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Wednesday, August 5, 2009

PulseAudio - A new system to solve many problems

What PulseAudio is, and why it is great for Linux.

Someone once asked me why PulseAudio is being pushed and I only had some vague ideas why. This article briefly mentions some new reasons I did know. I thought you might be interested:

I have been reading up on PulseAudio and like I said before, if it becomes the standard (and I think it will) it will be great and solve a lot of the problems in Linux. Sufficient to say, if PulseAudio can do all that I have ever seen listed on websites for features, it will be the end all of sound systems for Linux. :)

Just to name a few features PulseAudio has that I like:
  • Support for a far wider range of audio devices ( Bluetooth/Apple Airport)
  • Flat volume support (similar to Vista's audio controls)
  • On-the-fly reconfiguration of audio devices
  • Native support for 24-bit samples.
  • It will run on Windows, both natively if desired or through Cygwi.
  • Support for allow networked sound (between Windows and Linux)
These last two two features are things I have personally desired from a sound system. Previously I had never successfully enabled transporting of sound across a network from a Windows Machine to a Linux machine. (The occasion for wanting to do this was that I had a Windows machine in my room, running games which I was controlling from my Linux desktop via Synergy. I did not want to setup a second pair of speakers to hear the games. I wanted to have the audio from that computer piped into my main desktop speakers.)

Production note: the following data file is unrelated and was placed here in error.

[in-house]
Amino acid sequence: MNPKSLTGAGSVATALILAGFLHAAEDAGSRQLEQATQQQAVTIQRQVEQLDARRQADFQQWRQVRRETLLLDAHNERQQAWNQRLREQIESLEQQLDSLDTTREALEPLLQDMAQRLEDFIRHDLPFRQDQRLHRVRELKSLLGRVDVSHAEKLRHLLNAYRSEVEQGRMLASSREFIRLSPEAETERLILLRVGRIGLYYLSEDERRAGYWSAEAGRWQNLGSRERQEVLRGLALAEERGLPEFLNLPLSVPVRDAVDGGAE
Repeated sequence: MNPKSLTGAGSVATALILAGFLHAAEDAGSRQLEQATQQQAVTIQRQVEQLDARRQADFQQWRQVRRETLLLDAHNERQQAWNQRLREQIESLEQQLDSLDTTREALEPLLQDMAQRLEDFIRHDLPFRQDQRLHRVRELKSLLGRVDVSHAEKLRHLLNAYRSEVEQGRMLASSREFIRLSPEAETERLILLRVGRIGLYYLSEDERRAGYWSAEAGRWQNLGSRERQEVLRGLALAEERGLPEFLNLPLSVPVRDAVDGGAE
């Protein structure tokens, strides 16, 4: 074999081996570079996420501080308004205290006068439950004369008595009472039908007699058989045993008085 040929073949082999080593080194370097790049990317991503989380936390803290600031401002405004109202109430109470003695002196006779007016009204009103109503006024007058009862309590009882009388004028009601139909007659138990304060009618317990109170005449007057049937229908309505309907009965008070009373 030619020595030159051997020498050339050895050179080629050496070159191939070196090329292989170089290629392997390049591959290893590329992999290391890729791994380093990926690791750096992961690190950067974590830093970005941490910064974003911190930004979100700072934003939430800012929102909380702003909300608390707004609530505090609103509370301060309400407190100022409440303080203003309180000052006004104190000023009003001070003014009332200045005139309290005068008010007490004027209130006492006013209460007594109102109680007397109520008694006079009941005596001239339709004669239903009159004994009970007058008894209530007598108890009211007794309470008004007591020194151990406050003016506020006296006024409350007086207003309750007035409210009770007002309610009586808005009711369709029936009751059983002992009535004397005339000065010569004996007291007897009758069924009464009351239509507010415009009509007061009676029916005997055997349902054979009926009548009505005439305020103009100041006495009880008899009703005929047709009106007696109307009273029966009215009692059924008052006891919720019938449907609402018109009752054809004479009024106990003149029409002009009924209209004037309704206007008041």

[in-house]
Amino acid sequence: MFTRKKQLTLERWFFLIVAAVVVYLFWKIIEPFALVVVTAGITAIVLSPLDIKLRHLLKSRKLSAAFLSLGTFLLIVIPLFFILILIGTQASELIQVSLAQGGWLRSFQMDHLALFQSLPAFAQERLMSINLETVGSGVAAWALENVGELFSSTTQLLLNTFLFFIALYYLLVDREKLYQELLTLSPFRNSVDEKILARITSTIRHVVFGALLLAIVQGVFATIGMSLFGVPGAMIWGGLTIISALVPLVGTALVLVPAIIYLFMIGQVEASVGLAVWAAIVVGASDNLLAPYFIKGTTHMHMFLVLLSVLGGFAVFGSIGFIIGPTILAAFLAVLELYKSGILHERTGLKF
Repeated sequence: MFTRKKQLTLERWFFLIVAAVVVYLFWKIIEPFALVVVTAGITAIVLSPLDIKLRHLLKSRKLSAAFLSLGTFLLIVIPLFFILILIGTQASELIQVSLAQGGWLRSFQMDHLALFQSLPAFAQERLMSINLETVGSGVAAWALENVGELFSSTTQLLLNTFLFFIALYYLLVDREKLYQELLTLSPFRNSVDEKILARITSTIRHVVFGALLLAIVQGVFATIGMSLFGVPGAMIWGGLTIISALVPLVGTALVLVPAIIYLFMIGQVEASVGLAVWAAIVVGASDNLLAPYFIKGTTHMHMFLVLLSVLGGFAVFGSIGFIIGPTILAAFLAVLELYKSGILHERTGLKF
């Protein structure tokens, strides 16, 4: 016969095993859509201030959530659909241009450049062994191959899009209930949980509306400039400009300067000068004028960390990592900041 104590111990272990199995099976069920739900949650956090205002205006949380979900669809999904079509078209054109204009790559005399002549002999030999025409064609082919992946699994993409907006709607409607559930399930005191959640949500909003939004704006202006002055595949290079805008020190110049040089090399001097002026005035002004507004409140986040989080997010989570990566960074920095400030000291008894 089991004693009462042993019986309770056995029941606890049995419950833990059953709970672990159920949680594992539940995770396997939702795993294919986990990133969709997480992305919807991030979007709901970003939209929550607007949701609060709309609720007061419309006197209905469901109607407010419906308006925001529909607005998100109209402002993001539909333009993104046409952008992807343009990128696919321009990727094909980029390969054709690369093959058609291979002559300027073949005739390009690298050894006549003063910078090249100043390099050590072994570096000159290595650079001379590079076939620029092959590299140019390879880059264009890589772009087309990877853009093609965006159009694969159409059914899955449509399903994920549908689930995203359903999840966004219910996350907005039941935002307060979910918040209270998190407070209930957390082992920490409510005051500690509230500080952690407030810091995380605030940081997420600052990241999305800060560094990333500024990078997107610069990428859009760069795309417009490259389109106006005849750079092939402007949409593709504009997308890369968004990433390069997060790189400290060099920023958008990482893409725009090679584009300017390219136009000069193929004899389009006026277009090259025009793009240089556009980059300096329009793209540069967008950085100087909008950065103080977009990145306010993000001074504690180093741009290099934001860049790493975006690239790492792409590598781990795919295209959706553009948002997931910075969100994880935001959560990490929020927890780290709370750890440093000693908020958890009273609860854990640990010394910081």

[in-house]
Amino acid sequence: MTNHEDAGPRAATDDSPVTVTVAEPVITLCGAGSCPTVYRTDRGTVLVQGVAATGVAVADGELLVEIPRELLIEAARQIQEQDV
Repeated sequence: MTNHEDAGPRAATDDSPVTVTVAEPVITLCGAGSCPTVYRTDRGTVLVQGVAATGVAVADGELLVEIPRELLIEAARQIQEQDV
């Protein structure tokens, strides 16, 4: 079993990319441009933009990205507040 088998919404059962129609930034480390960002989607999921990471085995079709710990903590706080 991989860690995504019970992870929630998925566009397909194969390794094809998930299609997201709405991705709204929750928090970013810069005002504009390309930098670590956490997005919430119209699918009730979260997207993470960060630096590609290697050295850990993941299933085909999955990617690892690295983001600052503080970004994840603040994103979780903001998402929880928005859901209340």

About two years ago, PulseAudio was rather unsupported (maybe even broken), at least in Ubuntu. Maybe it was the programs... or maybe it was the kernel. I don't know. It could have been both. But now most of my programs run PulseAudio just fine. I remember the annoying problems I would have with OSS audio in the past. This transition to PulseAudio is much less of a problem for me.

I suppose a user must need to be somewhat advanced to experience the occasional difficulties with software audio protocol conflicts and difficulties. I can safely tell you that I definitely experienced more problems with audio 6 years ago when I began to seriously use Linux. I also experienced more when I was using a wider variety of software.

In the past 6 years I have been watching, there has been larger move towards supported ALSA in most applications, and now support for PulseAudio seems to be coming along nicely. The best part of PulseAudio is that, to my understanding, as long the application uses ALSA, ARTS or ESD, all of those are wrapped under the PulseAudio umbrella.

So if PulseAudio is actually working on your system, the system is backwards and forwards compatible, and all sound play nicely together. Well done, huh?

Of course, there is the issue that PulseAudio will have more overhead than systems like ALSA, which of course has more overhead than OSS. Personally though, I seriously doubt this is going to even be noticed on desktops with Dual-cores and even more so as Quad-cores become commonplace. Also, we are not talking about a lot of overhead here, especially when the system is not doing much.

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